Reading Round-Up: July 2019

July has been my most productive reading month in… well, about four years if I’m being honest. For the first time since 2015, I managed to read on five consecutive days, and even posted a book review for the first time since 2016 (read it here). To celebrate this very rare step forward, I wanted to take the opportunity to give you a run-down of my thoughts of the books I have finished in the month of July, and look forward to what I’m hoping to read next.


Last Chance to See… by Douglas Adams with Mark Carwardine


4.5 stars – Full review here

Last Chance to See… is fundamentally a call to action. Interspersing funny travel anecdotes with expert descriptions of the conditions and conservation efforts of some of the most endangered species in the world, Adams and Carwardine set out not just to experience some of the world’s most endangered species, but to impart that experience on us, bringing us into the seemingly-distant worlds these creatures inhabit. It is impossible as readers not to garner some of the pair’s enthusiasm for the endangered species they uncovered. It is that enthusiasm that will prove essential in saving the countless threatened species of animals and plants fast fading from our planet. Ultimately, if everyone had an ounce of passion for wildlife that Adams garnered from this experience and wrote into this book, maybe many of these species wouldn’t be in such a dire place. As the book and the thirty years lived since its publication espouse, it’s time for us to recognise that passion before it’s too late.

Misogynation: The True Scale of Sexism by Laura Bates


3 stars

The essays in this collection on sexism tend to be individually strong, but their failings come in compiling them together. The individual essays are succinct (in some instances perhaps too much so), addressing intricacies of sexism and bigotry in depth. However, due to the nature of these essays as various columns and op-eds written across a multi-year period,  and a lack of editorial input or deliberate arrangement, there is a lack of coherency binding the collection together. Many essays repeat each other, the themes jump around rather than being grouped into similar ‘parts’, and the chronological jumping makes it hard to place the political contexts. It feels like this book could have done with some refinement.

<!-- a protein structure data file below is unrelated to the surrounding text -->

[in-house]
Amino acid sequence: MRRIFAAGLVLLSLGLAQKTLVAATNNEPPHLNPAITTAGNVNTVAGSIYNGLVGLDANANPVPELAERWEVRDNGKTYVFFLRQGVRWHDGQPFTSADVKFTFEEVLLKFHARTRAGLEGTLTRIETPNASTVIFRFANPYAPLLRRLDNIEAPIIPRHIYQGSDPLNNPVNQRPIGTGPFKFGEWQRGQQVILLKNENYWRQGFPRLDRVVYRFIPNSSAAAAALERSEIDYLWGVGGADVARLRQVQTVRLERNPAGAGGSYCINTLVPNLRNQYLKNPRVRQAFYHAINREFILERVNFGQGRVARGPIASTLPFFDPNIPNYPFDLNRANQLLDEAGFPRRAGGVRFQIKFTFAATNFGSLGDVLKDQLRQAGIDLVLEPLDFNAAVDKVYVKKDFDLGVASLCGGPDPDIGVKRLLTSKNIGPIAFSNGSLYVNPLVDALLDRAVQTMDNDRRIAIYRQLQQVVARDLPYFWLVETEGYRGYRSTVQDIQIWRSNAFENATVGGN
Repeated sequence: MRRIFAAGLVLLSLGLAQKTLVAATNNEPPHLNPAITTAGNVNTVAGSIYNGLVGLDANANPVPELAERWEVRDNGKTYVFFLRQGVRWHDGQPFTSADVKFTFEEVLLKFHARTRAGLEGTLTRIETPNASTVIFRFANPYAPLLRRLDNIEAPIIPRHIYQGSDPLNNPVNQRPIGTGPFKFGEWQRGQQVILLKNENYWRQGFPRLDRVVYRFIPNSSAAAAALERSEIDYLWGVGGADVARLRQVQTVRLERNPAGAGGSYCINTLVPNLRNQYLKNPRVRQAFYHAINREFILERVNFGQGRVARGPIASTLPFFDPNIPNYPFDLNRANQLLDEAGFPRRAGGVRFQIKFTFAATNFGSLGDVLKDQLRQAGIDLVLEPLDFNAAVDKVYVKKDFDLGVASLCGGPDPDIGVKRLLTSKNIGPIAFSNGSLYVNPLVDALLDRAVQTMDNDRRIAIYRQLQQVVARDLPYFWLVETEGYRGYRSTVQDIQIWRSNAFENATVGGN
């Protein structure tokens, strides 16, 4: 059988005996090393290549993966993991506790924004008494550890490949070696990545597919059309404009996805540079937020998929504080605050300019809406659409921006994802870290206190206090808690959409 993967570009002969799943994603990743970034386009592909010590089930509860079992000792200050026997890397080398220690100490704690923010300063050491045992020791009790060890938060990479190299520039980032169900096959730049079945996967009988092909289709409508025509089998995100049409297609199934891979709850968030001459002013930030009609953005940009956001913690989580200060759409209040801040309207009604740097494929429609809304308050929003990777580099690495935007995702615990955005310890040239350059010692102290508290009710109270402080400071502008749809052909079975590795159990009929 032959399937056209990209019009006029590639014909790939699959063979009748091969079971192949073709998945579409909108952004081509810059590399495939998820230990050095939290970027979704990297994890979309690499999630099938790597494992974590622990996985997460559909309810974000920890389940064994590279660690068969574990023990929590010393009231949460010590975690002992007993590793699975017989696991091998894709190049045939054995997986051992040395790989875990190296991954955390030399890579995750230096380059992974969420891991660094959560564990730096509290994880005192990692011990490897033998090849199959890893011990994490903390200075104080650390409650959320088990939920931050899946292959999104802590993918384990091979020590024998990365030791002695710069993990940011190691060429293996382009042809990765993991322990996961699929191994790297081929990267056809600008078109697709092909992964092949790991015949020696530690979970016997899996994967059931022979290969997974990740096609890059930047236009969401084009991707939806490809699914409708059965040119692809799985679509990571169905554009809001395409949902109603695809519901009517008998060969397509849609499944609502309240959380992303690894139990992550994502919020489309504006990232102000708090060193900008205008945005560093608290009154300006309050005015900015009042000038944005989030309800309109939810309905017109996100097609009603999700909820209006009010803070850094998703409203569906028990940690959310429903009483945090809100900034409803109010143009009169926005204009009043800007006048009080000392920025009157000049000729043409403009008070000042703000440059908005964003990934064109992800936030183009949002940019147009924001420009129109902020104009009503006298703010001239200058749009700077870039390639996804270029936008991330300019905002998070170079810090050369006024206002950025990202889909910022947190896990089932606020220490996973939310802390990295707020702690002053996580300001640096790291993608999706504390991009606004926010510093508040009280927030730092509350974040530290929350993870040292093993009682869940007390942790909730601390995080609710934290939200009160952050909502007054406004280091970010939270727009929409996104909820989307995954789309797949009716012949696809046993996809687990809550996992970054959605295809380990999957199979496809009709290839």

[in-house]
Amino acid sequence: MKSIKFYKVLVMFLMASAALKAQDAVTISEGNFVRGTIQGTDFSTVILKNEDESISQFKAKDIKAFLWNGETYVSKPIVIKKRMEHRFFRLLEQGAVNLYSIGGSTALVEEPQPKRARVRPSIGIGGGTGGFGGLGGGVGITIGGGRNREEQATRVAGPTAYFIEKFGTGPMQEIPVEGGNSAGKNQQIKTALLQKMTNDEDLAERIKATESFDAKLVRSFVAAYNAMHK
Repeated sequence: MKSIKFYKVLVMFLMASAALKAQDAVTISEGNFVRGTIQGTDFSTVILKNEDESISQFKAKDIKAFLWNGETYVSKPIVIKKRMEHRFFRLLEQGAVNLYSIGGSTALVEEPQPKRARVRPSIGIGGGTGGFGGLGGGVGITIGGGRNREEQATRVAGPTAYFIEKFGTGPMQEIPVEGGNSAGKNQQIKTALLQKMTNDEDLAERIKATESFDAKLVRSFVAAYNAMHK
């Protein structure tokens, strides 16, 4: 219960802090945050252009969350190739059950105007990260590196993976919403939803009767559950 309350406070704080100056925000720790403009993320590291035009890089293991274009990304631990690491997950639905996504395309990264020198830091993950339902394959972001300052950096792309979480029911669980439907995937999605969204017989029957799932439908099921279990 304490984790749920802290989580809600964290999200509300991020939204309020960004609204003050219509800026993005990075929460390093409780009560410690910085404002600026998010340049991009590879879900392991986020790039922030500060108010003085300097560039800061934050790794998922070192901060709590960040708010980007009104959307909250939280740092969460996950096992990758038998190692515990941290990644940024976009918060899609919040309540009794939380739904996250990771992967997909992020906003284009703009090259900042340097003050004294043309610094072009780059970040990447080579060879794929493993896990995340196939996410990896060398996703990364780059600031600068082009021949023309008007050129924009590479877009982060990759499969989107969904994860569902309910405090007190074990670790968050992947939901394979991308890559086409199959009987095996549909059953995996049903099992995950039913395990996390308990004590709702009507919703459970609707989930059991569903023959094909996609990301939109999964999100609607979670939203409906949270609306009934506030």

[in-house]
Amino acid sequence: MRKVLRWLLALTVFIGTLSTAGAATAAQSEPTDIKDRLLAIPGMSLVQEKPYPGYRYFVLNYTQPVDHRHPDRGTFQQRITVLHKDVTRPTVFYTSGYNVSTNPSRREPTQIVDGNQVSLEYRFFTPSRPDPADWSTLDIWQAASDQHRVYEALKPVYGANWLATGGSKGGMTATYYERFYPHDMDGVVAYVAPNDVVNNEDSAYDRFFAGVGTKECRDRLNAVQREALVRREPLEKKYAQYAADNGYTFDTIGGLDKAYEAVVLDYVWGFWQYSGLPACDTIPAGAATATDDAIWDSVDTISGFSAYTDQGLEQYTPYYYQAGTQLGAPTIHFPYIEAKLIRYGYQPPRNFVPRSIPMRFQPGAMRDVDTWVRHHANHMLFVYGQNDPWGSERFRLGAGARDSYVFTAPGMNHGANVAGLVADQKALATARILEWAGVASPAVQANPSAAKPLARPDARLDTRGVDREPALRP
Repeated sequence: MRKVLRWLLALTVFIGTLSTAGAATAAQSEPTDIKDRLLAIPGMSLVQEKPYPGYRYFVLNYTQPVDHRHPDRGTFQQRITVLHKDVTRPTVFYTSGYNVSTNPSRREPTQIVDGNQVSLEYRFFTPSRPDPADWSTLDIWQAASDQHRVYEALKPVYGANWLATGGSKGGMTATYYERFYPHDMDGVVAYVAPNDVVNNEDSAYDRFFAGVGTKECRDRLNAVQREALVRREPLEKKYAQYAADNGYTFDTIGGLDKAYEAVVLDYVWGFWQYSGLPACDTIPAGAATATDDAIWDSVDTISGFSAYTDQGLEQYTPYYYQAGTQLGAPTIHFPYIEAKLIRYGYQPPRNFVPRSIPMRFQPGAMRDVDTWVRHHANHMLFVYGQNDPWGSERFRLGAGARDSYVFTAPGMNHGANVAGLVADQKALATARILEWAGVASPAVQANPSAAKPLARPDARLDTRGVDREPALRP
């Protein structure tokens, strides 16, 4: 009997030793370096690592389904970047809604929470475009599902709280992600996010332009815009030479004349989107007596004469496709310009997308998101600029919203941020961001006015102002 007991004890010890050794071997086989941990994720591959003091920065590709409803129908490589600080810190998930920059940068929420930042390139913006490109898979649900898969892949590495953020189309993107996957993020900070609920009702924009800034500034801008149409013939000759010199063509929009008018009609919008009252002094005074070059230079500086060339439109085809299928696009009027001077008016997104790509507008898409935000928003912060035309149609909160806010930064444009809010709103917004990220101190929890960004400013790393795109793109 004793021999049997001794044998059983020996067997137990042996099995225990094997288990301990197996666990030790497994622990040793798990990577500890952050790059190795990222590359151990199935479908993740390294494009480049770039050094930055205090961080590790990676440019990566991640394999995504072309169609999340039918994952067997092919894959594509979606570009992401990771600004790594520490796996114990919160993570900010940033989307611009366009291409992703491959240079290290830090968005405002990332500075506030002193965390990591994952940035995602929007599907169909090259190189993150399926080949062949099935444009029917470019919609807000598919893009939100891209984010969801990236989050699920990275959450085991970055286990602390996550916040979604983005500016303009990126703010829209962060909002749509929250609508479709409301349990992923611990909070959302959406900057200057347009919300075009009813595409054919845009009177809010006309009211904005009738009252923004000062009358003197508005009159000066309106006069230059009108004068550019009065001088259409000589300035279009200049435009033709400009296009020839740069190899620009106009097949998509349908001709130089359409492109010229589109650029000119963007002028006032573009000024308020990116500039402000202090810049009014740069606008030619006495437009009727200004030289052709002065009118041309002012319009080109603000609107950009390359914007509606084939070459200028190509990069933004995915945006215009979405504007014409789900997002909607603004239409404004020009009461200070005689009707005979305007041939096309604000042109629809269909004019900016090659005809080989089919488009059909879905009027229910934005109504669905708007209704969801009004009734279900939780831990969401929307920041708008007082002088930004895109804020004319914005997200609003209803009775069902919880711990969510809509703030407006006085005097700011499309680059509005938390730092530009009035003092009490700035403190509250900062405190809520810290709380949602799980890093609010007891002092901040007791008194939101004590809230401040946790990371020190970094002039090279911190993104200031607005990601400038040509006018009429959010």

Annie John by Jamaica Kincaid


2.5 stars

A modern classic ‘coming-of-age’ story that is ultimately too short and underdeveloped to pack the punch it is capable of. Annie’s emotions do not develop and grow along with her, rather abruptly swinging like a pendulum from adoration to hatred of everyone around her with no reasoning or motivation. While the mother-daughter relationship is one that I’d love to see a deeper exploration of in literature, the dynamic here is so rushed and feels incredibly insincere. The ending is also extremely rushed – for a book that pitches itself on being about Annie’s development, the major jumps and lack of build up towards the (not-very-complete) conclusion makes the rest of the book feel even more shallow than it already did.

Love Letters to the Dead by Ava Dellaira


3.5 stars

This book had me wishing that half-stars on Goodreads were a thing, as neither 3 nor 4 stars can summarise my emotions. This book starts out weak, with uninspiring writing and cliched characters. Towards the end, however, Dellaira begins to handle some very serious and important topics in a very thorough and considered manner, which made the second half of the book a great deal more palatable than the first. While it left me feeling incredibly conflicted by the end, I did read the whole thing in one sitting, so I certainly can’t say it wasn’t a little bit captivating.

Rosa Parks: The Woman Who Ignited a Movement by Hourly History


3.5 stars

This is one of a collection of eBooks you will find for free on Kindle Unlimited, and as it is so short I decided to give it a read. As a student of American History, I had to put my previous knowledge to the side and read it through a beginner’s lens, as that is clearly the intended audience for this short. As an introduction it was very clear, and I was impressed with the thorough study of the political and civil rights background that preceded Rosa Parks. For basic knowledge or a refresher, laid out in a concise manner, I don’t think you could go wrong with this. If you’re after something a bit more substantial, or have a historical background already, you might want to turn to a longer book.


The Story of a Photograph: Walker Evans, Ellie Mae Burroughs and the Great Depression by Jerry L. Thompson

TheStoryofa PhotographJerryLThompson.jpg

1 star

This Kindle eBook is predominantly made up of pretentious preamble, with quotes that seem to make little sense dropped into every page. The book does nothing to grab the reader, and despite being very short, it soon became abundantly clear that I was not going to be completing this.


A Pair of Sharp Eyes by Kat Armstrong


Sula by Toni Morrison


Have you read any of these books? If so, thoughts? Do you have any recommendations for books I should pick up next month?

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